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Itztapaltotec, as depicted in the Codex Vaticanus B.

In Aztec religion, Itztapaltotec (sometimes spelled Iztapaltotec) is an aspect of the fertility god Xipe Totec. In the Aztec calendar, he is one of the patrons of the trecena beginning with the day One Rabbit (ce tochtli in Nahuatl), alongside Xiuhtecuhtli, the god of fire. Xipe Totec proper is the patron of the trecena beginning with the day One Dog (ce itzcuintli). Itztapaltotec is an obscure figure, known only from tonalamatl (calendars). Brief, confusing information about him is given in two related manuscripts, the Codex Telleriano-Remensis and the Codex Ríos (or Codex Vaticanus A).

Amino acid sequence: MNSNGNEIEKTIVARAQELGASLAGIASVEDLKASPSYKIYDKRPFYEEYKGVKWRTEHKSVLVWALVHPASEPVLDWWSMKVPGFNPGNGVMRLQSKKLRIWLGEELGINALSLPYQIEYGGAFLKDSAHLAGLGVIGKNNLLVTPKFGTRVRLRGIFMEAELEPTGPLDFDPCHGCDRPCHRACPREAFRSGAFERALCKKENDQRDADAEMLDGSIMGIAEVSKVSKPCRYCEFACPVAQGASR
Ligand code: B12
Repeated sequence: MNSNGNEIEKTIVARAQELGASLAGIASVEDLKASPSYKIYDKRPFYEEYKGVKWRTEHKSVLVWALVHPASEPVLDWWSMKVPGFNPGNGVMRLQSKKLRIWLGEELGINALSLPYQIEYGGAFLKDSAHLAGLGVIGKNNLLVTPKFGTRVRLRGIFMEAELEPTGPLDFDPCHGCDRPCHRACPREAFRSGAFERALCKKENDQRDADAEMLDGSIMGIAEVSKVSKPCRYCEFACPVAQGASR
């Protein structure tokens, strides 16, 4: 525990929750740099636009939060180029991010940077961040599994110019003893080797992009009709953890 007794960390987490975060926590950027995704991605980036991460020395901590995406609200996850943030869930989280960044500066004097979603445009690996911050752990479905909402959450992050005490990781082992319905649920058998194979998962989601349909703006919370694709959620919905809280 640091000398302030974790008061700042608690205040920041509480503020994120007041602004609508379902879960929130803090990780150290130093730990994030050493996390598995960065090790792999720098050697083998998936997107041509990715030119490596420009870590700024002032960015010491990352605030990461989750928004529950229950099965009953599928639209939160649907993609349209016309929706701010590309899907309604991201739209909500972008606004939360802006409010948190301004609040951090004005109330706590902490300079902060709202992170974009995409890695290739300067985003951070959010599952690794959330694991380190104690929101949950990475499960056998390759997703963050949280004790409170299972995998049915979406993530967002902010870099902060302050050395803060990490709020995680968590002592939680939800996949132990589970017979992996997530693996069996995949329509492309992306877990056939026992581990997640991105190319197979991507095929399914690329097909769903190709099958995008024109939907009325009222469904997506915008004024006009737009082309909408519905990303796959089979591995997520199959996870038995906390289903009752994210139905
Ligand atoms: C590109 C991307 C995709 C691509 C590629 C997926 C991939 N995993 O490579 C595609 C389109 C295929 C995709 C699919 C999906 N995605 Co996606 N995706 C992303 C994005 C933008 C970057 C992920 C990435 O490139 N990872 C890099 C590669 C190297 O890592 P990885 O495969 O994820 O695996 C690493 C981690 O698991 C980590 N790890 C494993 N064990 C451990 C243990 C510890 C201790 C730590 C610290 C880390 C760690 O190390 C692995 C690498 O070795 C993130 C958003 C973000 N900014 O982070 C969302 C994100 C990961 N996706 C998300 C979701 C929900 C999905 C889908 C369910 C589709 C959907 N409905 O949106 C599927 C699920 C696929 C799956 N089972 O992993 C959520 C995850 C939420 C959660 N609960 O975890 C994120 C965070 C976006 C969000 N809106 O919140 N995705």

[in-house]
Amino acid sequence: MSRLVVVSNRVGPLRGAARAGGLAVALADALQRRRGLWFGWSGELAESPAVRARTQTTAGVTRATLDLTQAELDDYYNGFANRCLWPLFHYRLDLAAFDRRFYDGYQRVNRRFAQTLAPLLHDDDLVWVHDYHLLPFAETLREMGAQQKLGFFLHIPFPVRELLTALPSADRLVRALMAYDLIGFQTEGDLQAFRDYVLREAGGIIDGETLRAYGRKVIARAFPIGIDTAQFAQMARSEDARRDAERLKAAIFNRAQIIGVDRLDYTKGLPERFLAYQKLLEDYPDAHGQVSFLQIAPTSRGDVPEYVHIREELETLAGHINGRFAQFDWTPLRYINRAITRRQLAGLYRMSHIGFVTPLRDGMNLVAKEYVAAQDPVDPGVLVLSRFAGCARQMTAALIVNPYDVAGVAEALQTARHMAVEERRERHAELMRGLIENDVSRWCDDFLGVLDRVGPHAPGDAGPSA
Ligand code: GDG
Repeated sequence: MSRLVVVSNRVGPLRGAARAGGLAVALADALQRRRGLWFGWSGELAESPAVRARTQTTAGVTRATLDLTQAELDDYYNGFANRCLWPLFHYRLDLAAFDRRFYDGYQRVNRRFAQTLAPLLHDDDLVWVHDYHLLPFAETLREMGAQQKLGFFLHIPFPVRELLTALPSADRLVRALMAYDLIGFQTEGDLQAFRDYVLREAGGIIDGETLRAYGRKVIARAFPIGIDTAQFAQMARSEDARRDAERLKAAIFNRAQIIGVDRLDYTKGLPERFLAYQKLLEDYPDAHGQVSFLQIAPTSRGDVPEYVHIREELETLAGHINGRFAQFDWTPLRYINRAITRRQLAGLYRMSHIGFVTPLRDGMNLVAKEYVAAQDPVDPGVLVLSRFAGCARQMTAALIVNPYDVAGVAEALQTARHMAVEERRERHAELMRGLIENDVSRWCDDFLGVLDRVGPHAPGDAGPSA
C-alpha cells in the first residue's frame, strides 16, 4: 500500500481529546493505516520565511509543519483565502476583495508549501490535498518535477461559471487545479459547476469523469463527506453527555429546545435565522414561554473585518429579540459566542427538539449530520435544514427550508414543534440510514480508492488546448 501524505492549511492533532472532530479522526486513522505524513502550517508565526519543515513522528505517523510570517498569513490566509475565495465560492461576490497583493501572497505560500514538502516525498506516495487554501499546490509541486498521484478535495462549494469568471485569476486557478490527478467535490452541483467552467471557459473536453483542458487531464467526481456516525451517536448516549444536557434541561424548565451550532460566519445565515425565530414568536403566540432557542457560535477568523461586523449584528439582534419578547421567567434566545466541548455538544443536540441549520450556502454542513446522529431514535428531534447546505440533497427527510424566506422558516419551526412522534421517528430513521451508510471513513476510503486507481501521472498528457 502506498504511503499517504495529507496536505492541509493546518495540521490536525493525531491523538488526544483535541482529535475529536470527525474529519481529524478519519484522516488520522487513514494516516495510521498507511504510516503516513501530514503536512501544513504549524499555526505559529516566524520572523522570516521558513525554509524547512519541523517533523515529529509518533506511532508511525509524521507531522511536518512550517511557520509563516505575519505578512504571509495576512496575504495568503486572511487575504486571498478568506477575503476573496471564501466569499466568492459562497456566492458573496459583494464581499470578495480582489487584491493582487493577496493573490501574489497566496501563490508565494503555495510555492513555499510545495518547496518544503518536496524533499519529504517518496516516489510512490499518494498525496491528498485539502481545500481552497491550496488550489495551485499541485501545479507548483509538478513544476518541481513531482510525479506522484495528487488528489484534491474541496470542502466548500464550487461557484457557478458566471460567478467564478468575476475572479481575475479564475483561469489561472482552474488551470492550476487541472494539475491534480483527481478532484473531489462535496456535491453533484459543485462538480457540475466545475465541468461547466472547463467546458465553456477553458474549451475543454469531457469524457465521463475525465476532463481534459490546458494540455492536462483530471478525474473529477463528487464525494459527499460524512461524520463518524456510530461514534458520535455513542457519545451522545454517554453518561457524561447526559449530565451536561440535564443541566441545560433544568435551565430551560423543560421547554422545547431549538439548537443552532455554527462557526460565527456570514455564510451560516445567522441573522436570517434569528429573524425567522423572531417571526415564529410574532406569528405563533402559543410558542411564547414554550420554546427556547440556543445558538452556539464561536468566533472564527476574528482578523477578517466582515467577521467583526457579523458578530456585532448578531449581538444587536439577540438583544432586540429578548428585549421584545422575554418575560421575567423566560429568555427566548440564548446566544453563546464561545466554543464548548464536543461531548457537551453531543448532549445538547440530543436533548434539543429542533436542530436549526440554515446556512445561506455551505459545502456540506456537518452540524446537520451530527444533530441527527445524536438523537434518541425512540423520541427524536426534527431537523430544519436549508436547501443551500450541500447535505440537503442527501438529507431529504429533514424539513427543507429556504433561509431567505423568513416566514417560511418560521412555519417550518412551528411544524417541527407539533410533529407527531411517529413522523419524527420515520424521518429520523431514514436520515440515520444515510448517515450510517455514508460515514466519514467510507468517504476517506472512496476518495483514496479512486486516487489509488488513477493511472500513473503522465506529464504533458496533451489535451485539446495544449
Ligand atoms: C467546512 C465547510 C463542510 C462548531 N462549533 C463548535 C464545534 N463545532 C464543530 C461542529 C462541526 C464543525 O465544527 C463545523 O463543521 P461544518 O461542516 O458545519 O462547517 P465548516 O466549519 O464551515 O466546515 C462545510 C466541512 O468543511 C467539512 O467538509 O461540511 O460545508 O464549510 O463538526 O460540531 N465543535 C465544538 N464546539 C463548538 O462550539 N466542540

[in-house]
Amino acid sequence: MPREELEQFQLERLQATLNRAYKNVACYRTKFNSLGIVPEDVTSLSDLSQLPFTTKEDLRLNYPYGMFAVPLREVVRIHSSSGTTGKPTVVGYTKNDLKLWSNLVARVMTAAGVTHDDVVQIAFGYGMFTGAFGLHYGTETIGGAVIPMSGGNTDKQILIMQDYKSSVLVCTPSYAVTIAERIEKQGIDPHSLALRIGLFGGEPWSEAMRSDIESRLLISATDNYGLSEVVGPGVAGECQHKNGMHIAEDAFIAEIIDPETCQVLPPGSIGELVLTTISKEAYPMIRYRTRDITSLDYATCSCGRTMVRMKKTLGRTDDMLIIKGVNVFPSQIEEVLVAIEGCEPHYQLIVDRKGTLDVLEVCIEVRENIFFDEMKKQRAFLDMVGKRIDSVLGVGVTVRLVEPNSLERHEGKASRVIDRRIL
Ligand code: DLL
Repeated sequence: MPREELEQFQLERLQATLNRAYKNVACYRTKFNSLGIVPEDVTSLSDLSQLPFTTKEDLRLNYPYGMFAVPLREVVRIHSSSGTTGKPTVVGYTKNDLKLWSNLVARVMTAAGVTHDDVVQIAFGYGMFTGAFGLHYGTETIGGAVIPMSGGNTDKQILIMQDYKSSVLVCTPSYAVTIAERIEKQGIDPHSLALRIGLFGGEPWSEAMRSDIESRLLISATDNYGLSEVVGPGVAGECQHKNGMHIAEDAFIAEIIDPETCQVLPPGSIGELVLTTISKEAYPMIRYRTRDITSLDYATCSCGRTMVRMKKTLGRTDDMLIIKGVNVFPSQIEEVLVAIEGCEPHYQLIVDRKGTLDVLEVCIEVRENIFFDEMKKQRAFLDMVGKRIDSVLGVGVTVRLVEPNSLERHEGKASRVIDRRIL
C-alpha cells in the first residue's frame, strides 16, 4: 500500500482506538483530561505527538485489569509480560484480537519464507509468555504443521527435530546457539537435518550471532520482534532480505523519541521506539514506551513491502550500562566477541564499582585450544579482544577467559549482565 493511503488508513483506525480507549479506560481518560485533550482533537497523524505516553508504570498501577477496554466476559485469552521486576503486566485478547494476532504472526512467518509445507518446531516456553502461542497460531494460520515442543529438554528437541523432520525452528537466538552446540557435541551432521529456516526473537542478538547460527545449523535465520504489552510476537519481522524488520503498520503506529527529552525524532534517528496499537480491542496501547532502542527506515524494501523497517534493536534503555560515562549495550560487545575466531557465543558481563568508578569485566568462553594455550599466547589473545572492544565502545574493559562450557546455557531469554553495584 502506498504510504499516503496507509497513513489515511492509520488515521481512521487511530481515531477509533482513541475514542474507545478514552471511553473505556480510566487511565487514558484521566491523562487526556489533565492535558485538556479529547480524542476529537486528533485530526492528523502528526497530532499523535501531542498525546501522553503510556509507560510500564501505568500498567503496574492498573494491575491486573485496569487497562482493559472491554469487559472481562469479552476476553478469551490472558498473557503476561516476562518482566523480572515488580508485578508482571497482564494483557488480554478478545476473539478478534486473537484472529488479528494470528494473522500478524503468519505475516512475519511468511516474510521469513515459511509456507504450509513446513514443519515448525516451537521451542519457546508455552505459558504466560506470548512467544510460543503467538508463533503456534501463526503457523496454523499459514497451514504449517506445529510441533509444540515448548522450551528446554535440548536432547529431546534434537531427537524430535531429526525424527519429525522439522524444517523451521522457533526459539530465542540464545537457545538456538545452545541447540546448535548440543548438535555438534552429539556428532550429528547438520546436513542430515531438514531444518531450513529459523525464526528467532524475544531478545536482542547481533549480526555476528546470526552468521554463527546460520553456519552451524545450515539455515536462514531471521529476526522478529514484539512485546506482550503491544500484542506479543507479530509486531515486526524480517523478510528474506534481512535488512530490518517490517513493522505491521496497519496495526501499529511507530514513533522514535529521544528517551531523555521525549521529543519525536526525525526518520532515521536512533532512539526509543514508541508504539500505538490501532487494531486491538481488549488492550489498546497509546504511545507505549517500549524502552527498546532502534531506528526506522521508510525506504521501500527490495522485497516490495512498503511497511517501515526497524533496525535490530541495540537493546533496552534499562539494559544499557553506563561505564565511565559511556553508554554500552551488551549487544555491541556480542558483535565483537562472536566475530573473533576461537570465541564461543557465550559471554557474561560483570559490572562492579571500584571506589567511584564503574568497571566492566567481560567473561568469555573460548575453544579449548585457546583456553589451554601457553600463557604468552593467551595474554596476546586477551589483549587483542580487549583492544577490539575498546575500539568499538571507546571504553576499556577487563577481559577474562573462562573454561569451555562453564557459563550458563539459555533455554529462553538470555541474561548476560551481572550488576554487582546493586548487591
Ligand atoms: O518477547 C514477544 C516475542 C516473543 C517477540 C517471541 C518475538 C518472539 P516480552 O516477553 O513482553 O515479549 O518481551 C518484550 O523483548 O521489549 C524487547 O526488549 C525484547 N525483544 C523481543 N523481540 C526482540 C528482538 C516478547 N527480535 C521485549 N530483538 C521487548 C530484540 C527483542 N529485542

Itztapaltotec is depicted with a giant sacrificial knife either as a kind of head ornament, or as part of his body. He wears a flayed human skin, and wields a knife and a rattle-staff associated with fertility. Both the large knife and the smaller one he carries may be anthropomorphized by giving them eyes and teeth. This was often done with such knives, although not those actually used for sacrifice, which were undecorated. According to the Codex Telleriano-Remensis and the Codex Ríos, his mouth is open in order to devour people.

Itztapaltotec is probably related to Itztli, another figure of the Aztec calendar also depicted as a personified knife.

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References

  • Quiñones Keber, Eloise (1995). Codex Telleriano-Remensis: Ritual, Divination, and History in a Pictorial Aztec Manuscript. Austin: University of Texas Press. pp. pp. 189–190. ISBN 0-292-76901-6.  

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